We are creating digital realities and must enrich them with the kind of features that can benefit us. NFTs are good for objects, but what about ourselves?
We have been tracking who we are forever. The basic example is presenting yourself by stating your name to someone while shaking their hand. We have also developed ways to make sure that people are who they say they are through identification documents, both paper, and digital ones. However, there is very little or no corresponding streamlined, efficient way of managing our digital identity. At least three sets of online identities are necessary, and all of the platforms must be able to accommodate at least one or two, if not all three: the true name based digital identity, the pseudonymous digital identity, and the anonymous digital identity.
For the true name based digital identity, I’ll bring up as an example Proof of Humanity, which is an interesting initiative that allows a network of humans vouching to confirm that you are who you say you are, and you get associated with an Ethereum wallet address. After you establish your true name, with a digital identity, this should be applicable and portable. With this, you can easily make it verifiable by another platform without having to go through the entire process again.
The second application is a pseudonymous digital identity. There is no reason to establish the explicit and visible correspondence between your physical identity and a pseudonym, and there are a myriad of legitimate reasons for this. The simplest kind of reason can be for example, that on LinkedIn you are driven to like and comment in a professional manner, which can be either by interacting with the brand of your employer and other brands in the ecosystem. But simultaneously, you have a lot of interests that have nothing to do with that kind of activity, and you don’t want to mix your identity as a vice president of a company with your cosplays or DJing.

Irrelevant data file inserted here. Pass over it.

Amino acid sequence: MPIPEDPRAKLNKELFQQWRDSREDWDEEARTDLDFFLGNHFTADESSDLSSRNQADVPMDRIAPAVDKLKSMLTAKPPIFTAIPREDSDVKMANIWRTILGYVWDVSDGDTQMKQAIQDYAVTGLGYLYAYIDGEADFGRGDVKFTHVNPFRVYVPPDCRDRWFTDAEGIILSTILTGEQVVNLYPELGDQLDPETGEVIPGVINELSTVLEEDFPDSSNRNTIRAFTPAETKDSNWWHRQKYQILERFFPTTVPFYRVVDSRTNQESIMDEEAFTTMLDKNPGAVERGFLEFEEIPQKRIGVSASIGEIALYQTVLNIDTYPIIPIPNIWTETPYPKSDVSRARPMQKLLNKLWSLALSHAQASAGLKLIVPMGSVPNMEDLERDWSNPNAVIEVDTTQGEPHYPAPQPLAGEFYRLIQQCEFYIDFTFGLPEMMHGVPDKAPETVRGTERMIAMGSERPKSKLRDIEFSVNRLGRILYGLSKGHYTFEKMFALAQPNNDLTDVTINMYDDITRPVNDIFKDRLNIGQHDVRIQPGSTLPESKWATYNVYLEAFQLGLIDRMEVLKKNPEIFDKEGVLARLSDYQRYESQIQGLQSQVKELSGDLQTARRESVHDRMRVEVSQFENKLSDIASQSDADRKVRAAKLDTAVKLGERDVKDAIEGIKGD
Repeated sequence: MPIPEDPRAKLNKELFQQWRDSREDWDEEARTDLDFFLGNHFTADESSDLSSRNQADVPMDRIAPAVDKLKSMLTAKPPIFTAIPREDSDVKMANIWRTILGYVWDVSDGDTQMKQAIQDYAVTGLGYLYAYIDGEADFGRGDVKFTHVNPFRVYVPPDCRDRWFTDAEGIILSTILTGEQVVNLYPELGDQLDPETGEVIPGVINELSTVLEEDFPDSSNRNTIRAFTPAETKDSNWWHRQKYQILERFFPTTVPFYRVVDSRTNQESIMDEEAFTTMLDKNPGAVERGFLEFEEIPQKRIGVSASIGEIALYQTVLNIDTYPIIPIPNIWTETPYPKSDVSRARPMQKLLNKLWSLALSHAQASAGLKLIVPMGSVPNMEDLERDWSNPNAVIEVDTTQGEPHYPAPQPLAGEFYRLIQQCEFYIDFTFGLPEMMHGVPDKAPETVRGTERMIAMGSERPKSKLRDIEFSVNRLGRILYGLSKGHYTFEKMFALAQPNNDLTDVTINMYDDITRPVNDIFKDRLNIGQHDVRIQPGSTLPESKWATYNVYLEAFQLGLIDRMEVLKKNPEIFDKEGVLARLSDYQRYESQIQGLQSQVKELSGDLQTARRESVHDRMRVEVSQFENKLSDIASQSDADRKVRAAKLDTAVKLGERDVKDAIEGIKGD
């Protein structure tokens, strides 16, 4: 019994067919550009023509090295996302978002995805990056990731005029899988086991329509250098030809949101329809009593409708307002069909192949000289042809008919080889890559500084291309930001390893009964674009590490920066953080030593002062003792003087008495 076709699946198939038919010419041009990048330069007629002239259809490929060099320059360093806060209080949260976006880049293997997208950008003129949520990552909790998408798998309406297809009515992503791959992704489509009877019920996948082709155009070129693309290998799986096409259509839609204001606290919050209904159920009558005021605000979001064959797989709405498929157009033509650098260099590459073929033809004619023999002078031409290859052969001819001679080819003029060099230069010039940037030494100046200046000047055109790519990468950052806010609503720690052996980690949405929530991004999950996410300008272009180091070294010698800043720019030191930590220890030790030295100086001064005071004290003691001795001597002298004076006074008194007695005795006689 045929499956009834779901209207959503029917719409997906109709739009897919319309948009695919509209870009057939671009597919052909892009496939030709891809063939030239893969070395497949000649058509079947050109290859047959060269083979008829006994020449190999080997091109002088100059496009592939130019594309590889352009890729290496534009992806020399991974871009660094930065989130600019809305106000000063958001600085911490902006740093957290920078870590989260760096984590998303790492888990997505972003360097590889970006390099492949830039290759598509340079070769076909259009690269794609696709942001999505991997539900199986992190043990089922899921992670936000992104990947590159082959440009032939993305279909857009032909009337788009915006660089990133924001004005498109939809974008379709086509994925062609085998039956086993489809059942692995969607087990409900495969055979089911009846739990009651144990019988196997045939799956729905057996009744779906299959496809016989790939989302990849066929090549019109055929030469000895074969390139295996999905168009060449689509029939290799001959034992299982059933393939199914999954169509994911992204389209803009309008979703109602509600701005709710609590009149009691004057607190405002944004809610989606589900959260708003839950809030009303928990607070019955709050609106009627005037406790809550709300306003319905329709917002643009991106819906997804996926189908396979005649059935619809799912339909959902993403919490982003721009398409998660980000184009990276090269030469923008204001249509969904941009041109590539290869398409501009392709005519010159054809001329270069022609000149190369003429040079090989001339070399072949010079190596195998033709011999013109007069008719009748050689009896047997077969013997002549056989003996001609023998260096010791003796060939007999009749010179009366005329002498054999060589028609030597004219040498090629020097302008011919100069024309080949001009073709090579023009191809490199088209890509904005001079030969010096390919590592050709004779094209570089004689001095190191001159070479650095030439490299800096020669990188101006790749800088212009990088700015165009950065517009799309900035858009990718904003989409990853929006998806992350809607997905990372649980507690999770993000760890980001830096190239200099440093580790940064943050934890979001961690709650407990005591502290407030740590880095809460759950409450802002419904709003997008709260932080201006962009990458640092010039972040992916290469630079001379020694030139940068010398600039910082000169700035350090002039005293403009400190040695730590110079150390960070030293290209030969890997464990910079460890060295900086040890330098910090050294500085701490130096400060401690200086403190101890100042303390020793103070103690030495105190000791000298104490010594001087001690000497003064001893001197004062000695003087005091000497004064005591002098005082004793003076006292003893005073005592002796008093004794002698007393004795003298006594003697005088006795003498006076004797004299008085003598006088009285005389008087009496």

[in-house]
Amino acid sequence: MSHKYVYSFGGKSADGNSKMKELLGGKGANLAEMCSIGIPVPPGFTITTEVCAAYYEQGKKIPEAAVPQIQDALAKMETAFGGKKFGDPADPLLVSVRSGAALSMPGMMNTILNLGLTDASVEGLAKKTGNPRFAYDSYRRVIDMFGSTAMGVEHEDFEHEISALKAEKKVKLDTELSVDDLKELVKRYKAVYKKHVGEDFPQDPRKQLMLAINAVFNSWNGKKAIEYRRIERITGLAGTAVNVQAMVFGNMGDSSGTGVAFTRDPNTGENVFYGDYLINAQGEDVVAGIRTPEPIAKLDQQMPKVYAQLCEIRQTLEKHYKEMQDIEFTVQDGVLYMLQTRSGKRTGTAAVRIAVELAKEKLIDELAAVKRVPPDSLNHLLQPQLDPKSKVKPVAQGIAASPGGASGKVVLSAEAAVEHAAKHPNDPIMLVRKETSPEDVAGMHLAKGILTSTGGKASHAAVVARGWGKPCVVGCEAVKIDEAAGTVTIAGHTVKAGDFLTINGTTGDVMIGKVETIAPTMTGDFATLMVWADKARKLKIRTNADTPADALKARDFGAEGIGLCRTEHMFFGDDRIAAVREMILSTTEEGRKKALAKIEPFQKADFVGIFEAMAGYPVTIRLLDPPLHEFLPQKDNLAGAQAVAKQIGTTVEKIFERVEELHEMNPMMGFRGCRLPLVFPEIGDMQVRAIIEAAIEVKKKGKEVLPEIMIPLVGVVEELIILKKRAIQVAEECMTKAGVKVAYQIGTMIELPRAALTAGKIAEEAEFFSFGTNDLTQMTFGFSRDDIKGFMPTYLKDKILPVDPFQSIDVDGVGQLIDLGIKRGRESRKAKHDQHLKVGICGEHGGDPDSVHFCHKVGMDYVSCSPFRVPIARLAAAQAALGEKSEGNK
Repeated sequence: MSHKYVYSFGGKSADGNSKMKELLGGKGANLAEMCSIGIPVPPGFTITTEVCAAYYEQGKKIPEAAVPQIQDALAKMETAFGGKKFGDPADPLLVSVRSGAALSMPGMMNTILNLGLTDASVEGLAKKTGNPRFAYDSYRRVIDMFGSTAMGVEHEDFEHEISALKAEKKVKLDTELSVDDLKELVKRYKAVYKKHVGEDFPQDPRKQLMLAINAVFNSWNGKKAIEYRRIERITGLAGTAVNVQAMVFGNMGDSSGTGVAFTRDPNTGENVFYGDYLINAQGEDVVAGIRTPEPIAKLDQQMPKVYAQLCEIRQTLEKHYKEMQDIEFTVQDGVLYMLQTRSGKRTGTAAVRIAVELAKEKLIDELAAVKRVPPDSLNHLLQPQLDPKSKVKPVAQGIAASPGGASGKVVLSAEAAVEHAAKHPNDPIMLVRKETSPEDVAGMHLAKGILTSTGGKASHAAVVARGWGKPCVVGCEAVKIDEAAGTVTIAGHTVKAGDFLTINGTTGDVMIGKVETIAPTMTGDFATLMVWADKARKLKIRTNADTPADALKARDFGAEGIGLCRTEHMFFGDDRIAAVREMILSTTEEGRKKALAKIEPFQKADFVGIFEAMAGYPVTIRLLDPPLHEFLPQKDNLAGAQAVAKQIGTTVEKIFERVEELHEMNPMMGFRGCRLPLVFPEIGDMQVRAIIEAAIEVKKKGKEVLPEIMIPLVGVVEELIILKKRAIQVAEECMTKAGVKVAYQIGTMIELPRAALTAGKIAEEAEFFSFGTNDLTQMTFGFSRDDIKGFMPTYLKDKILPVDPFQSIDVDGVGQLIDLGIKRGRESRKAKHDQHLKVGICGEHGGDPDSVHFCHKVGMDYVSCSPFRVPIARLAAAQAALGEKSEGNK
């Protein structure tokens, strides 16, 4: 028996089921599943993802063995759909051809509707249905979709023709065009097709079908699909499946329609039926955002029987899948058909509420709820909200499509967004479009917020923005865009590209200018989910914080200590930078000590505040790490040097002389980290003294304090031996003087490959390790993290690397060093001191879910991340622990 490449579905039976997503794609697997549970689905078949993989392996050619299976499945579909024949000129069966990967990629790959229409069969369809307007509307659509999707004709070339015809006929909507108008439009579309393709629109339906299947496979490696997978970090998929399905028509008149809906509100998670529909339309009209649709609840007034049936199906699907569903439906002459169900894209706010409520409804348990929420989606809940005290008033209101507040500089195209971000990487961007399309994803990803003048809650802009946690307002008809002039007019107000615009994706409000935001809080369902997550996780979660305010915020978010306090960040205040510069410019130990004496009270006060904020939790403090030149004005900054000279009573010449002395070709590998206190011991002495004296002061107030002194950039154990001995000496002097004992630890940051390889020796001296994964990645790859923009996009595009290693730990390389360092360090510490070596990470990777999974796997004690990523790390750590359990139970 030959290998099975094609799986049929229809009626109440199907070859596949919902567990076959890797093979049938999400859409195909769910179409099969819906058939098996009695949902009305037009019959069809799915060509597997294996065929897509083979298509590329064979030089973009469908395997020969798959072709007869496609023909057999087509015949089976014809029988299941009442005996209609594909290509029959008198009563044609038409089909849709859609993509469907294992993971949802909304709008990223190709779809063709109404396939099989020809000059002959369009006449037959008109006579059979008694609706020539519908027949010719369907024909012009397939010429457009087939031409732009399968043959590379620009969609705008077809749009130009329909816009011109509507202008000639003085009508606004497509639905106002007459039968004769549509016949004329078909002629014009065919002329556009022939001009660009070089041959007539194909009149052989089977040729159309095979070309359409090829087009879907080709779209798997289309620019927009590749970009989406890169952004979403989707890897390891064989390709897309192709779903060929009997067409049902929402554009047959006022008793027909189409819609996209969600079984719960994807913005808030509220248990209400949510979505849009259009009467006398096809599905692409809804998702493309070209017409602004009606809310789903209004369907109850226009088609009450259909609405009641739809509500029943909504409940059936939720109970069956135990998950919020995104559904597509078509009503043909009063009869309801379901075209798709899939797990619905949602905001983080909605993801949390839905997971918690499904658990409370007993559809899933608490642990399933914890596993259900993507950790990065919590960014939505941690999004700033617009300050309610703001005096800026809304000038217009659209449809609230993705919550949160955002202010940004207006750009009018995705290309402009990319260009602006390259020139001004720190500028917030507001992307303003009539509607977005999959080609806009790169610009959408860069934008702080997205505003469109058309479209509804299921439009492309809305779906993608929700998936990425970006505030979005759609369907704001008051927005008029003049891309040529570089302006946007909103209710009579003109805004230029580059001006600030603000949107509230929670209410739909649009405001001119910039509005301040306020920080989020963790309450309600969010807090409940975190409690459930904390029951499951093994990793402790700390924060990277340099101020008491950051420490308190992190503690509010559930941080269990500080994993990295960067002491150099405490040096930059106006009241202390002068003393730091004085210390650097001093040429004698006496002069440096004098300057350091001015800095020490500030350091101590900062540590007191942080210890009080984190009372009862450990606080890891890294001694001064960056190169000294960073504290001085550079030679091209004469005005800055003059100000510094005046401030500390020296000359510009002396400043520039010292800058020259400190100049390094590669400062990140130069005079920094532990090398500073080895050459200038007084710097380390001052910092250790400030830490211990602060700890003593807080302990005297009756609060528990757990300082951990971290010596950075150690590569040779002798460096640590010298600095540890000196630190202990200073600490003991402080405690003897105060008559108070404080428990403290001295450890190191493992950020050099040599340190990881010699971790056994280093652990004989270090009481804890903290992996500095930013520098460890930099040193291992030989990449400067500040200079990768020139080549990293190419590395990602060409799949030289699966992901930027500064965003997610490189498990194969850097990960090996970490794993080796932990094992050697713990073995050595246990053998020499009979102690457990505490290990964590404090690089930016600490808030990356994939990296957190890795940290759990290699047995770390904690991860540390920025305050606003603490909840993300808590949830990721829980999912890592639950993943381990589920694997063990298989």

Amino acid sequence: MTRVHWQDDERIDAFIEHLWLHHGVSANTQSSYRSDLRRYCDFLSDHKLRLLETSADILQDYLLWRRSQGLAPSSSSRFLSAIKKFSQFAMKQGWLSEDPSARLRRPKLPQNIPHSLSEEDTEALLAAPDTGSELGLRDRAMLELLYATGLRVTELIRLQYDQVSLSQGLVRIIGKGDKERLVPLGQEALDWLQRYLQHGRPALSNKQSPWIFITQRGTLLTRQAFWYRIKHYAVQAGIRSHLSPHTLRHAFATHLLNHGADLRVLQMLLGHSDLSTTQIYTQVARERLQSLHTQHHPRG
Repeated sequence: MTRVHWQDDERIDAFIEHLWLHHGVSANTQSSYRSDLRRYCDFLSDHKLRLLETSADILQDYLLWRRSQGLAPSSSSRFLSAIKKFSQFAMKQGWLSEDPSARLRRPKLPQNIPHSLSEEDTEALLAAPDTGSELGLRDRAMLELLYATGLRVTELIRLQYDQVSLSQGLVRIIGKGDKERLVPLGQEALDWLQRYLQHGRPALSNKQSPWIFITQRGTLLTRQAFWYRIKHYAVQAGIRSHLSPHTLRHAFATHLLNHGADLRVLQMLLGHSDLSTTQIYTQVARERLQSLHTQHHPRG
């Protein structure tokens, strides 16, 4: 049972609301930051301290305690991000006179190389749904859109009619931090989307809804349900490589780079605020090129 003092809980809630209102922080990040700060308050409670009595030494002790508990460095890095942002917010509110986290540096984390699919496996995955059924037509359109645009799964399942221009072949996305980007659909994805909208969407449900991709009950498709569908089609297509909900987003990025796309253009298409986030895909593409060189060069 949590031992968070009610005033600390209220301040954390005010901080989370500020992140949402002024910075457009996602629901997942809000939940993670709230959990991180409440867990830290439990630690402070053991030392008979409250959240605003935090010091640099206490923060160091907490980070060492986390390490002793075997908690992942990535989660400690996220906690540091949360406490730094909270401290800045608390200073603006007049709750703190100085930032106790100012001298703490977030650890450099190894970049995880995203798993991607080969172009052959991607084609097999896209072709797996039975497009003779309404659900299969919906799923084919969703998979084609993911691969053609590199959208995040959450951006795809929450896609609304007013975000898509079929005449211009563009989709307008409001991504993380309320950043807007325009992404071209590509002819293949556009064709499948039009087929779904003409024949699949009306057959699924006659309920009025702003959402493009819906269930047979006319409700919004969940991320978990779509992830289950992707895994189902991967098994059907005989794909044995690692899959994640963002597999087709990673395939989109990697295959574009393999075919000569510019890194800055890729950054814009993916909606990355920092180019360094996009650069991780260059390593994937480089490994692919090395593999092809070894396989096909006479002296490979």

The third application is an anonymous digital identity. This is fundamentally important for platforms, and for society as a whole. The reason why anonymous identity in platforms is so crucially important is that there can be existentially important reasons to be able to participate in the online digital world while making sure that the connection between your online anonymous identity and your physical identity cannot be established. In most Western countries, for example, same-sex relationships are recognized and legalized, while in others this is a criminal activity punished by death. And for those who believe that the emancipation of the human condition goes through recognizing the right of a person to be homosexual, without running the risk of being put to death, the ability to express themselves online knowing that their physical identity is separate and that the separation is protected is crucial.
These three kinds of digital identities must be analyzed, understood, and implemented in our platforms in a surefooted manner, not just through the terms and conditions that no one reads. Even if the platform does not enforce it, like in the case of using your real name in a Facebook account, the future of the health of our digital lives depends on this, together with a lot of our activities and our wealth. Let’s get to it and establish a clear understanding of these three kinds of digital identities.